The disease mainly affects women (about 75-90 percent of cases), causing pain all over the body. Because not all healthcare professionals are adept at identifying and diagnosing fibromyalgia, reported rates of the condition vary greatly from country to country. In China, it affects only 0.8 percent of people, in France around 1.5 percent, in Canada 3.3 percent, and in Turkey 8.8 percent. Estimates in the US range from 2.2 percent to 6.4 percent, and in Russia, about 2 percent of the population is affected.
People with the condition are often diagnosed if they have longstanding muscle pain, bone or joint pain and fatigue. Fibromyalgia can also cause insomnia, “brain fog”, some symptoms of depression or anxiety, as well as a range of other complaints, including irritable bowel syndrome and headache. Many patients are also hypermobile (“double-jointed”), and there is some overlap with chronic fatigue syndrome (also known as ME).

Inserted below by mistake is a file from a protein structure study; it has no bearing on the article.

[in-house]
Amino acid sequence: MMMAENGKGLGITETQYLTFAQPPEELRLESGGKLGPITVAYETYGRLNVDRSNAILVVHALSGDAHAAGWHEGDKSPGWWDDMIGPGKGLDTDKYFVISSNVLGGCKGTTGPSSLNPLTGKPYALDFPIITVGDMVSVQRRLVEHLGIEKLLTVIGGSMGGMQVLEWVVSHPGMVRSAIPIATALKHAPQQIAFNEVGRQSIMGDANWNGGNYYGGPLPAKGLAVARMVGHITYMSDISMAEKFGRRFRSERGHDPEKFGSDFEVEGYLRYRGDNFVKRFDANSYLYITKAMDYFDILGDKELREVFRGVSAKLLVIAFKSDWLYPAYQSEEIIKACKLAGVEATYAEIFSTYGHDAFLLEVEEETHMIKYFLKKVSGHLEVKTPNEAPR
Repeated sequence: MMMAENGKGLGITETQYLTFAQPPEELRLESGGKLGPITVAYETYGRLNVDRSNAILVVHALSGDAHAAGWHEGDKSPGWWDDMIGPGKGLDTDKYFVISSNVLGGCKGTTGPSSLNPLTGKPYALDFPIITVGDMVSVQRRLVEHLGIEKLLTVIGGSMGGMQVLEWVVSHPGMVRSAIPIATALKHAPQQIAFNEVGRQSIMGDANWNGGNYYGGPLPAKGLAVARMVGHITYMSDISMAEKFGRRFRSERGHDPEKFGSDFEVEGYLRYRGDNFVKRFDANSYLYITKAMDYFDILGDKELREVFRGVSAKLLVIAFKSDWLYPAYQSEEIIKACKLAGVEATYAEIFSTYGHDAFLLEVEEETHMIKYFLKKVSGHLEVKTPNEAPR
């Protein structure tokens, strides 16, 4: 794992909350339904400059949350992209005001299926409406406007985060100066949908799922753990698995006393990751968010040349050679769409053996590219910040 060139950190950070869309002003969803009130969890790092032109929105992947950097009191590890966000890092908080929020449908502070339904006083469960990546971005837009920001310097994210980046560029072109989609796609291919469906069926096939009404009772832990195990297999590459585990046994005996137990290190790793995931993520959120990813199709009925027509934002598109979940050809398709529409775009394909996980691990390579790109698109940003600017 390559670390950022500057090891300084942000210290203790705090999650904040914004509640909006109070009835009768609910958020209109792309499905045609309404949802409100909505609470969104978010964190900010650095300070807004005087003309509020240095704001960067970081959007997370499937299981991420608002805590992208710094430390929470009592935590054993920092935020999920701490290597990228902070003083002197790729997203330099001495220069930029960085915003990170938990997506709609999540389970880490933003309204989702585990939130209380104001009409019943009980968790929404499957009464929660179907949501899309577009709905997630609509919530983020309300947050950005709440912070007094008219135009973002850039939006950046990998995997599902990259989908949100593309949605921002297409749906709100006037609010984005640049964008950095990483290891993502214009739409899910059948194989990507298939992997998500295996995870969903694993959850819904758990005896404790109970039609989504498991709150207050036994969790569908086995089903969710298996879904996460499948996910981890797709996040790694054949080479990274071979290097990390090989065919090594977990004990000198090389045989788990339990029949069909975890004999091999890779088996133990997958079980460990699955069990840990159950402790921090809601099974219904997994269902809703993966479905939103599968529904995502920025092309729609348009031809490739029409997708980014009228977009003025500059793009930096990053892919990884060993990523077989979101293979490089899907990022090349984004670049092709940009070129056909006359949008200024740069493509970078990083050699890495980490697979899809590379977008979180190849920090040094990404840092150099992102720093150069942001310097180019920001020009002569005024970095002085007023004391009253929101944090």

Guidelines from the American College of Rheumatology make it clear that the diagnosis should be made using defined criteria based on the “widespread pain index” (which scores the number of painful regions out of 19) coupled with a symptom severity scale. The diagnosis also takes fatigue, generalised pain, unrefreshing sleep and cognitive symptoms into account. It doesn’t matter if the patient has another rheumatic disease, they can still be diagnosed with fibromyalgia.
The scoring system, recommended by the American College of Rheumatology, is often used in clinical trials, but in the clinic, most doctors rely on detecting tender points in specific places and on excluding other medical conditions, including rheumatic conditions. Unlike say, rheumatoid arthritis or lupus, the tests do not show clear evidence of inflammation or autoimmunity (when the body’s immune system attacks itself) and scans are normal.